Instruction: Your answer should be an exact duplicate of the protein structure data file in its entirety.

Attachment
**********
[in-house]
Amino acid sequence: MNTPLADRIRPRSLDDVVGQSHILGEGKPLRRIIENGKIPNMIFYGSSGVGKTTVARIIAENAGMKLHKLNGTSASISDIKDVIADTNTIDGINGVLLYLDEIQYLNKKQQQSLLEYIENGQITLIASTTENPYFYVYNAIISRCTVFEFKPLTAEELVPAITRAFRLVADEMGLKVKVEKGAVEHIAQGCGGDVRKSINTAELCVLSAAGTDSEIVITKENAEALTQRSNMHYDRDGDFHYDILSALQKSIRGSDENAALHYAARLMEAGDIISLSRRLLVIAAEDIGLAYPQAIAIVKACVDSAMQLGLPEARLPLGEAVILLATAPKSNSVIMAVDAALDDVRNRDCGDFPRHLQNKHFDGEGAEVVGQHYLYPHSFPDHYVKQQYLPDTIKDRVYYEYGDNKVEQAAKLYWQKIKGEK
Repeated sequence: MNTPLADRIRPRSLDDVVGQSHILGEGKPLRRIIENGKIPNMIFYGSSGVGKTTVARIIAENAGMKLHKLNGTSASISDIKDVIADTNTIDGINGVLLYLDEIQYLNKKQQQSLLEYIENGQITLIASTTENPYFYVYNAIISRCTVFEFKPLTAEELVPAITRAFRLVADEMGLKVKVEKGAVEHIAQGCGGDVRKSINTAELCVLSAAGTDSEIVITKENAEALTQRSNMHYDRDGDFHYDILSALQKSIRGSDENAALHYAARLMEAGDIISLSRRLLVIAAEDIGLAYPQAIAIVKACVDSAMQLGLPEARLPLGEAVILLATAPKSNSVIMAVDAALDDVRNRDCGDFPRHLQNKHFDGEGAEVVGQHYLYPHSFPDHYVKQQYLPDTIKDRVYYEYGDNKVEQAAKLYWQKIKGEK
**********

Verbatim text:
[in-house]
Amino acid sequence: MNTPLADRIRPRSLDDVVGQSHILGEGKPLRRIIENGKIPNMIFYGSSGVGKTTVARIIAENAGMKLHKLNGTSASISDIKDVIADTNTIDGINGVLLYLDEIQYLNKKQQQSLLEYIENGQITLIASTTENPYFYVYNAIISRCTVFEFKPLTAEELVPAITRAFRLVADEMGLKVKVEKGAVEHIAQGCGGDVRKSINTAELCVLSAAGTDSEIVITKENAEALTQRSNMHYDRDGDFHYDILSALQKSIRGSDENAALHYAARLMEAGDIISLSRRLLVIAAEDIGLAYPQAIAIVKACVDSAMQLGLPEARLPLGEAVILLATAPKSNSVIMAVDAALDDVRNRDCGDFPRHLQNKHFDGEGAEVVGQHYLYPHSFPDHYVKQQYLPDTIKDRVYYEYGDNKVEQAAKLYWQKIKGEK
Repeated sequence: MNTPLADRIRPRSLDDVVGQSHILGEGKPLRRIIENGKIPNMIFYGSSGVGKTTVARIIAENAGMKLHKLNGTSASISDIKDVIADTNTIDGINGVLLYLDEIQYLNKKQQQSLLEYIENGQITLIASTTENPYFYVYNAIISRCTVFEFKPLTAEELVPAITRAFRLVADEMGLKVKVEKGAVEHIAQGCGGDVRKSINTAELCVLSAAGTDSEIVITKENAEALTQRSNMHYDRDGDFHYDILSALQKSIRGSDENAALHYAARLMEAGDIISLSRRLLVIAAEDIGLAYPQAIAIVKACVDSAMQLGLPEARLPLGEAVILLATAPKSNSVIMAVDAALDDVRNRDCGDFPRHLQNKHFDGEGAEVVGQHYLYPHSFPDHYVKQQYLPDTIKDRVYYEYGDNKVEQAAKLYWQKIKGEK